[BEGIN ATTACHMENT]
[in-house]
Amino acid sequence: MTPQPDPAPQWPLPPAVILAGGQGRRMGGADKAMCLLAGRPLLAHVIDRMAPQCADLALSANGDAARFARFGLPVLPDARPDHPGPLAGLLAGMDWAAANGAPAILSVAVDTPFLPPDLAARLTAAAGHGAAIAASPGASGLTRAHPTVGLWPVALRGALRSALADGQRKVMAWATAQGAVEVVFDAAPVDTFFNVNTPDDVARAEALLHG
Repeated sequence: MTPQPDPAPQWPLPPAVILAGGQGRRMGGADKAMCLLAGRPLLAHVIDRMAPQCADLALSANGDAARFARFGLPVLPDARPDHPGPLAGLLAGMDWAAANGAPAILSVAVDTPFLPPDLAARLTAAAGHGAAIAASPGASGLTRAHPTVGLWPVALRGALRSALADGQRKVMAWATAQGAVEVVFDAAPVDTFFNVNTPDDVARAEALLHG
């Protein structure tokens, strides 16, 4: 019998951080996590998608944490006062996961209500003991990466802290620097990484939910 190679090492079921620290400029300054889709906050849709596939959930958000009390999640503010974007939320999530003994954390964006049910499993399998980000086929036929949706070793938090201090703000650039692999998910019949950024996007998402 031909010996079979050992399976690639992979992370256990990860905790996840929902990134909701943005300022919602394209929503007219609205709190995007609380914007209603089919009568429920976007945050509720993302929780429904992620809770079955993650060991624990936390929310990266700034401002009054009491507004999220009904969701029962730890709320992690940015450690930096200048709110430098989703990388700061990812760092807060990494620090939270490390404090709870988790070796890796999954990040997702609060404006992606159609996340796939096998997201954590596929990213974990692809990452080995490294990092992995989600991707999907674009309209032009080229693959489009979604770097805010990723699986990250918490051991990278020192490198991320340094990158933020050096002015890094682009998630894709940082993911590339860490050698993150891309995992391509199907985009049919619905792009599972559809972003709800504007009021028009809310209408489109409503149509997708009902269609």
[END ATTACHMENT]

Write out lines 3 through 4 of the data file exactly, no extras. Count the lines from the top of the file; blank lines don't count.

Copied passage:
Repeated sequence: MTPQPDPAPQWPLPPAVILAGGQGRRMGGADKAMCLLAGRPLLAHVIDRMAPQCADLALSANGDAARFARFGLPVLPDARPDHPGPLAGLLAGMDWAAANGAPAILSVAVDTPFLPPDLAARLTAAAGHGAAIAASPGASGLTRAHPTVGLWPVALRGALRSALADGQRKVMAWATAQGAVEVVFDAAPVDTFFNVNTPDDVARAEALLHG
């Protein structure tokens, strides 16, 4: 019998951080996590998608944490006062996961209500003991990466802290620097990484939910 190679090492079921620290400029300054889709906050849709596939959930958000009390999640503010974007939320999530003994954390964006049910499993399998980000086929036929949706070793938090201090703000650039692999998910019949950024996007998402 031909010996079979050992399976690639992979992370256990990860905790996840929902990134909701943005300022919602394209929503007219609205709190995007609380914007209603089919009568429920976007945050509720993302929780429904992620809770079955993650060991624990936390929310990266700034401002009054009491507004999220009904969701029962730890709320992690940015450690930096200048709110430098989703990388700061990812760092807060990494620090939270490390404090709870988790070796890796999954990040997702609060404006992606159609996340796939096998997201954590596929990213974990692809990452080995490294990092992995989600991707999907674009309209032009080229693959489009979604770097805010990723699986990250918490051991990278020192490198991320340094990158933020050096002015890094682009998630894709940082993911590339860490050698993150891309995992391509199907985009049919619905792009599972559809972003709800504007009021028009809310209408489109409503149509997708009902269609």